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HD Video Camera Recommendation

Posted on 2012-03-30
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Last Modified: 2012-06-27
I am a novice videographer.  I've read the basics and sat in on some lectures, but my understanding of the hardware and how to use it best is limited.  I have been using a Canon HV20 for several years, but now I want to make the shift from tape media to files as the technology is finally fast and cheap enough. What camera do I want?

I've looked at the Canon XA10 and the XF100.  I like the fact that the XF100 can record at a higher data rate than AVCHD will allow using Canon's XF Codec, and I don't mind spending the extra money.  But is this camera too much for a novice like me to "get"?  I need the camera to be mostly automatic for now, until I can finally get around to learning about proper white balance, exposure, etc.

Of course, it need not be Canon.  Any other ideas?  The keys are reliable auto-focus, good audio on the built in mic (I'll spring for an external if needed, though), image stabilization, and good performance in low light.

shacho
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Question by:shacho
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by:Settleman
Settleman earned 200 total points
ID: 37791114
I guess everyone likes a specific brand or model, and a recomendation may be biased, so I'l just tell you about this brand I like and why I like it and you can check out and make up your mind.
I guess all brands and models have pros and cons, and it really depens of what you want to do... what is it btw??

JVCPro Camcorders - All models

For you I would recommend:

GY-HM100U

GY-HM150U - This one is the new version that will eventually substitute the HM100. you may want to check it out too.

An overview of GY-HM100U - Video overview of the camera

720p Sample test for GY-HM100U

In a nutshell...

- You have native MOV format (Mac) and native MP4 and do not need any conversion for your professional editing software
- It uses 2 SDHC class 6 and 10 cards instead of the classical CF card (I recommend MB-SPAGA for best performance).
- It uses Fujinon lenses. one of the best in the market (in my opinion)
- Uses 2 XLR for professional audio with phantom power
- Uncompressed audio 2 channel recording
- You can unmount it for a smaller footprint like a stealth job or even to take it on vacation as a normal camera like your current HV20.

This is in fact a great camera. Just search for this model on youtube for some sample videos or reviews and I'm sure you will love it too.

Hope you find your camera and consider this one when looking for it.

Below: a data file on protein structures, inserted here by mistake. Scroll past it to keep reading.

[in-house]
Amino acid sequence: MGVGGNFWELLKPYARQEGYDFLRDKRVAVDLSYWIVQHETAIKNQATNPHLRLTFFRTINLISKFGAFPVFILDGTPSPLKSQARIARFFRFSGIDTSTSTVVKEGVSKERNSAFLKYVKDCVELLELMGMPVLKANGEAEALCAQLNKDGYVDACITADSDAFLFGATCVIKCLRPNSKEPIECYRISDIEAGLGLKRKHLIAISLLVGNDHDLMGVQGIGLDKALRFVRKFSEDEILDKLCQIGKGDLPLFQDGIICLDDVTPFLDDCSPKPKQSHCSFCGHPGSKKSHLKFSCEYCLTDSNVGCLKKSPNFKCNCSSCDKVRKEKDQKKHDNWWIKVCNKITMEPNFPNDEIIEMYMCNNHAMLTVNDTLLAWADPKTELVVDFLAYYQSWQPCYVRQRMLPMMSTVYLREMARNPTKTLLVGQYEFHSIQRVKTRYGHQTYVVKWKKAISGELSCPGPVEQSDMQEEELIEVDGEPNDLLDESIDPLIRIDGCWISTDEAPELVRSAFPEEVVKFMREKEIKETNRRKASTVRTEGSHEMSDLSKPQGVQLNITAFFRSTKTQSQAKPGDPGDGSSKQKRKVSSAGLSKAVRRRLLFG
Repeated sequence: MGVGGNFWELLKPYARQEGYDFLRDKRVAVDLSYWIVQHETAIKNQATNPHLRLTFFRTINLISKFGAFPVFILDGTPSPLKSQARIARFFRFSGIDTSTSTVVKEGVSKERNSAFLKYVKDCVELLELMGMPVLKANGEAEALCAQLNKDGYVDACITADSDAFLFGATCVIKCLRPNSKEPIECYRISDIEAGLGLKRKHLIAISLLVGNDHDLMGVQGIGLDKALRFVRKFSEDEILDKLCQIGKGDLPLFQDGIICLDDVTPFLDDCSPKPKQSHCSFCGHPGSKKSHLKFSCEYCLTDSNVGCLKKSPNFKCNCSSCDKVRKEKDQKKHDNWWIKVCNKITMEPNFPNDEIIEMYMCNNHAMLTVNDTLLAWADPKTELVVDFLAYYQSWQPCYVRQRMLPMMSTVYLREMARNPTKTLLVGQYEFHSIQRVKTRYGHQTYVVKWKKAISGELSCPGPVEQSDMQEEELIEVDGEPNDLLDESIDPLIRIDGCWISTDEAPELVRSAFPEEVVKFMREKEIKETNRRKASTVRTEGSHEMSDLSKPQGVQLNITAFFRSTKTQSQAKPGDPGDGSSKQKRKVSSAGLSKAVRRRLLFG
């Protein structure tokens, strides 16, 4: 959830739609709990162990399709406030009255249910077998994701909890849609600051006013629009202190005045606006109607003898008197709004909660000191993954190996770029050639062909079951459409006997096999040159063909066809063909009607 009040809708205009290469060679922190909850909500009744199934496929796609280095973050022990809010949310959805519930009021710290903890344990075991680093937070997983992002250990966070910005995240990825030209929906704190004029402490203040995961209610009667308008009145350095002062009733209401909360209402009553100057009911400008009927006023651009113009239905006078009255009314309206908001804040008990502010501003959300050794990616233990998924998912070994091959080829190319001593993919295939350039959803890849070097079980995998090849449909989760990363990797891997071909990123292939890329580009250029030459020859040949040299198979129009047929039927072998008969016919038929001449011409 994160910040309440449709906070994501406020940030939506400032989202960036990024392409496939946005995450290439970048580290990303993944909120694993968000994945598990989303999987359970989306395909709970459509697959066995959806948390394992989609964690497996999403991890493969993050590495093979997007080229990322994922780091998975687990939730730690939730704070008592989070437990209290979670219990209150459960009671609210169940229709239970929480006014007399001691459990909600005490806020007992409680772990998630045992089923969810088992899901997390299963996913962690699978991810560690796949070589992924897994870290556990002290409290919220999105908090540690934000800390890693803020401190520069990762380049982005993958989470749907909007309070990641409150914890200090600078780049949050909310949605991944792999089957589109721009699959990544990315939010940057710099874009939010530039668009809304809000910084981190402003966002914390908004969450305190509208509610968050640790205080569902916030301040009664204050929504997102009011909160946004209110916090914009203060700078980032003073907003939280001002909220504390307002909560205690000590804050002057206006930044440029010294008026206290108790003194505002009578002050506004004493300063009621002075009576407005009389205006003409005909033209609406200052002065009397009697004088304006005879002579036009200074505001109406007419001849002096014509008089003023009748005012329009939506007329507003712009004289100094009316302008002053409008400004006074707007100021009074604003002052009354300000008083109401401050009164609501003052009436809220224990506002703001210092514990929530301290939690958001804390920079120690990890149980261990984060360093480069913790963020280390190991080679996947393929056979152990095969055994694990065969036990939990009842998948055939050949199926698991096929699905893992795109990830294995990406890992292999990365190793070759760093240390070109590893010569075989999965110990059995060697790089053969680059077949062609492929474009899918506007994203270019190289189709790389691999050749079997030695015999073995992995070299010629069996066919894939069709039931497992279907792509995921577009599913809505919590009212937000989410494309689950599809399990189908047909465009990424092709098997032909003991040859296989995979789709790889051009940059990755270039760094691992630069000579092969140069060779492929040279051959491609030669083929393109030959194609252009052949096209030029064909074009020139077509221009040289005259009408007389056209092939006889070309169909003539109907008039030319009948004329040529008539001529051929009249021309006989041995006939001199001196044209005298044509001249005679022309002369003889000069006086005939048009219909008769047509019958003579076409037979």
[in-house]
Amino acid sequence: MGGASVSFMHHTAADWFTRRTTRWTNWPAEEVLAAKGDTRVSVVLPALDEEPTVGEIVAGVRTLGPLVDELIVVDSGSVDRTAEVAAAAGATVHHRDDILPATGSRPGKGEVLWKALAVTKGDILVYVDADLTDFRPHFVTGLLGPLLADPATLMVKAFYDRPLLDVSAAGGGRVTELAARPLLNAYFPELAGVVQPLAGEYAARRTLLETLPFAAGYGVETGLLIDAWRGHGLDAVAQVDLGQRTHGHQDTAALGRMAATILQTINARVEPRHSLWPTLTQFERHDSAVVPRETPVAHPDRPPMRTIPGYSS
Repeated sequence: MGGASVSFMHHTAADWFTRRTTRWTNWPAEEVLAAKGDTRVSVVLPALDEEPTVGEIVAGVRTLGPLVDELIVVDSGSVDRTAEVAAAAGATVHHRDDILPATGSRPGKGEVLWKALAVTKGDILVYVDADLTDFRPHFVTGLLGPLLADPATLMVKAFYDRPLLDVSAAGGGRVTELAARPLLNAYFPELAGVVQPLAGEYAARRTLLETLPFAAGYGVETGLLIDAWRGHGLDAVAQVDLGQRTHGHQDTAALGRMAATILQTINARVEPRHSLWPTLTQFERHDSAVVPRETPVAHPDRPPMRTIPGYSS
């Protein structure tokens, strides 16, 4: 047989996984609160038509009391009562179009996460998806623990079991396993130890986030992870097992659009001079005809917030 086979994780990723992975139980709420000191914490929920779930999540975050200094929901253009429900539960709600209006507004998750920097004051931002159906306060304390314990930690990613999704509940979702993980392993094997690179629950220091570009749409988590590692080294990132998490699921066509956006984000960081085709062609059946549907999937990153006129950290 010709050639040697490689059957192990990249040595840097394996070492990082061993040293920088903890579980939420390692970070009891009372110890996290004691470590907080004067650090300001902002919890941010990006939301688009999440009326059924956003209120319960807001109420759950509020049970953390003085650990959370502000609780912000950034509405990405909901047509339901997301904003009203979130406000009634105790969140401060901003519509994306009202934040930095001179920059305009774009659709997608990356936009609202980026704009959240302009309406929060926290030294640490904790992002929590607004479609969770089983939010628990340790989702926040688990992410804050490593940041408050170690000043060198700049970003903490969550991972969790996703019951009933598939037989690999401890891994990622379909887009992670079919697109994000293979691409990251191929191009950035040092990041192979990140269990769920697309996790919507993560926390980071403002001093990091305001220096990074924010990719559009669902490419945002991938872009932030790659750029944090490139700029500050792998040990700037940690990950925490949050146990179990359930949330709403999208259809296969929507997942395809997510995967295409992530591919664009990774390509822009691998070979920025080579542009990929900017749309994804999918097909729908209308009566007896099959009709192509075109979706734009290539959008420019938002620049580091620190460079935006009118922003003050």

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by:Merete
Merete earned 200 total points
ID: 37792164
Camcorders have significantly progressed in both quality and ease of use to meet the average to medium user market, buying a camera/camcorder/mobile phone iPhone does pose a lot of choices and which camera would suite depends on what you need, the point and shoot , or long video captures, do you need the accessories to go under water, or the macro for those incredible close ups.
USB connect or disc.
What software will be required to edit the video  is another area you need to consider into your budget  you also need the video editing software, some cameras have their own,  I like the Cyberlink products  Power Director 10
Brand names don't help much these days as the new products regardless their parts don't seem to last as long like in the old days so replacing parts can be expensive,   believe me I went for brand names only to find the reliability in small areas fail, many other brand names camcorders have improved and it is difficult to keep up with it.
Now you have more in one place than ever before.

 for example I prefer Panasonic and JVC brands
to give you some of my tips what to watch out
My rather expensive old Lumix which seems to have a slow shutter response when needed for point and shoot. Other than that it takes great photos.Short videos
I also have a JVC GZ MG20AA
The problem with this is the battery life you need to always carry two batteries,  but takes beautiful perfect video. Transfers video easy by the USB cable no capturing required.
I find more and more often I just go for my iPhone which is in my pocket or in my car for quick point and shoot or even my mobile phone which have awesome photo shoot abilities.

Sourced for you
Are you looking for a digital camera but confused by all the features, doodads and tech talk? Here's some help in sorting out what's the best one for you.
How to Buy a Digital Camera
How to Buy a Digital Camera 2 read the feedback points provides further good insights

Does it still make sense to buy a camcorder?

http://www.cnet.com.au/camcorders/
---------------------------------
 Since you have a Canon HV20 I suggest you  look into the upgrade from here that way you already have the basis of experience
go to a store where you can have hands on and touch it. Handle it and ask questions.
Canon HV40 upgrade
Now all you need to consider into your equation do you want it all in one place?
 and what video editing software will be required.
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Author Comment

by:shacho
ID: 37792167
Thanks for you comments!  Opinions along the lines of "I like ___ because ___" is precisely what I had in mind, because they're probably all pretty good at that price range.

Basically, it's for taking unscripted family and miscellaneous events - nothing creative or professional.  I place a high premium on image and audio fidelity and am happy to spend a lot on this purchase if it means better quality.  I just don't want to get over my head with a camera that I can't operate because I don't understand it.